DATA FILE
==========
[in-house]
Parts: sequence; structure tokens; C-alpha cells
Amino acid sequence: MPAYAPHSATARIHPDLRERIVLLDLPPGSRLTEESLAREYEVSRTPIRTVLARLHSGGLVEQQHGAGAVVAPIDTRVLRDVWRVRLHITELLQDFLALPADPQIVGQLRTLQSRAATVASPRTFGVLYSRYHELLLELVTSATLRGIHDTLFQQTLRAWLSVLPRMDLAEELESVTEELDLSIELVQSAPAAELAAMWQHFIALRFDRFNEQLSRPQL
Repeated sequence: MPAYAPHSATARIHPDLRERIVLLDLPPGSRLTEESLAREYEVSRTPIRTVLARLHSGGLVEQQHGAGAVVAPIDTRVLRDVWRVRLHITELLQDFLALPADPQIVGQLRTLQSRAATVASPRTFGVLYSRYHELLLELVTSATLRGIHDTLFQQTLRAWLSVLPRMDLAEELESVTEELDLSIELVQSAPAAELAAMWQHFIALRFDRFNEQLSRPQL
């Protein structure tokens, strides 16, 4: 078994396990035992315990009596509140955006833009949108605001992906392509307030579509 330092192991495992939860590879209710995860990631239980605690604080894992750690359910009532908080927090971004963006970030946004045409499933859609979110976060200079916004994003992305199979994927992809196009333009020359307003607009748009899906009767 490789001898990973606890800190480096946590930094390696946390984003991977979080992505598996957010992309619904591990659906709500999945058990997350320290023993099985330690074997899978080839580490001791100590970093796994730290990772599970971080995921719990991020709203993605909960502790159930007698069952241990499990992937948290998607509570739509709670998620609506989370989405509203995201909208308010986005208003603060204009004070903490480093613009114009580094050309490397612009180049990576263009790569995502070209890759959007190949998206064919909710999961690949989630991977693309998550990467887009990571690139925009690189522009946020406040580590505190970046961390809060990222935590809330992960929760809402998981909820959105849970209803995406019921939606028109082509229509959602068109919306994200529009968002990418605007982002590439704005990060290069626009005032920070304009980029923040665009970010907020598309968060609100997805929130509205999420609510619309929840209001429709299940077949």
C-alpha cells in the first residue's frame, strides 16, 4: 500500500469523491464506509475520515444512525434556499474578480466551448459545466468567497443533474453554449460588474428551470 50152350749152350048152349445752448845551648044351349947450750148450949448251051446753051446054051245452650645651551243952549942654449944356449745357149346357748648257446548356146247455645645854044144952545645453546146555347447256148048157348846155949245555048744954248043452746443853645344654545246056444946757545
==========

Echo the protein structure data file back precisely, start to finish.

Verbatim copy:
[in-house]
Parts: sequence; structure tokens; C-alpha cells
Amino acid sequence: MPAYAPHSATARIHPDLRERIVLLDLPPGSRLTEESLAREYEVSRTPIRTVLARLHSGGLVEQQHGAGAVVAPIDTRVLRDVWRVRLHITELLQDFLALPADPQIVGQLRTLQSRAATVASPRTFGVLYSRYHELLLELVTSATLRGIHDTLFQQTLRAWLSVLPRMDLAEELESVTEELDLSIELVQSAPAAELAAMWQHFIALRFDRFNEQLSRPQL
Repeated sequence: MPAYAPHSATARIHPDLRERIVLLDLPPGSRLTEESLAREYEVSRTPIRTVLARLHSGGLVEQQHGAGAVVAPIDTRVLRDVWRVRLHITELLQDFLALPADPQIVGQLRTLQSRAATVASPRTFGVLYSRYHELLLELVTSATLRGIHDTLFQQTLRAWLSVLPRMDLAEELESVTEELDLSIELVQSAPAAELAAMWQHFIALRFDRFNEQLSRPQL
């Protein structure tokens, strides 16, 4: 078994396990035992315990009596509140955006833009949108605001992906392509307030579509 330092192991495992939860590879209710995860990631239980605690604080894992750690359910009532908080927090971004963006970030946004045409499933859609979110976060200079916004994003992305199979994927992809196009333009020359307003607009748009899906009767 490789001898990973606890800190480096946590930094390696946390984003991977979080992505598996957010992309619904591990659906709500999945058990997350320290023993099985330690074997899978080839580490001791100590970093796994730290990772599970971080995921719990991020709203993605909960502790159930007698069952241990499990992937948290998607509570739509709670998620609506989370989405509203995201909208308010986005208003603060204009004070903490480093613009114009580094050309490397612009180049990576263009790569995502070209890759959007190949998206064919909710999961690949989630991977693309998550990467887009990571690139925009690189522009946020406040580590505190970046961390809060990222935590809330992960929760809402998981909820959105849970209803995406019921939606028109082509229509959602068109919306994200529009968002990418605007982002590439704005990060290069626009005032920070304009980029923040665009970010907020598309968060609100997805929130509205999420609510619309929840209001429709299940077949």
C-alpha cells in the first residue's frame, strides 16, 4: 500500500469523491464506509475520515444512525434556499474578480466551448459545466468567497443533474453554449460588474428551470 50152350749152350048152349445752448845551648044351349947450750148450949448251051446753051446054051245452650645651551243952549942654449944356449745357149346357748648257446548356146247455645645854044144952545645453546146555347447256148048157348846155949245555048744954248043452746443853645344654545246056444946757545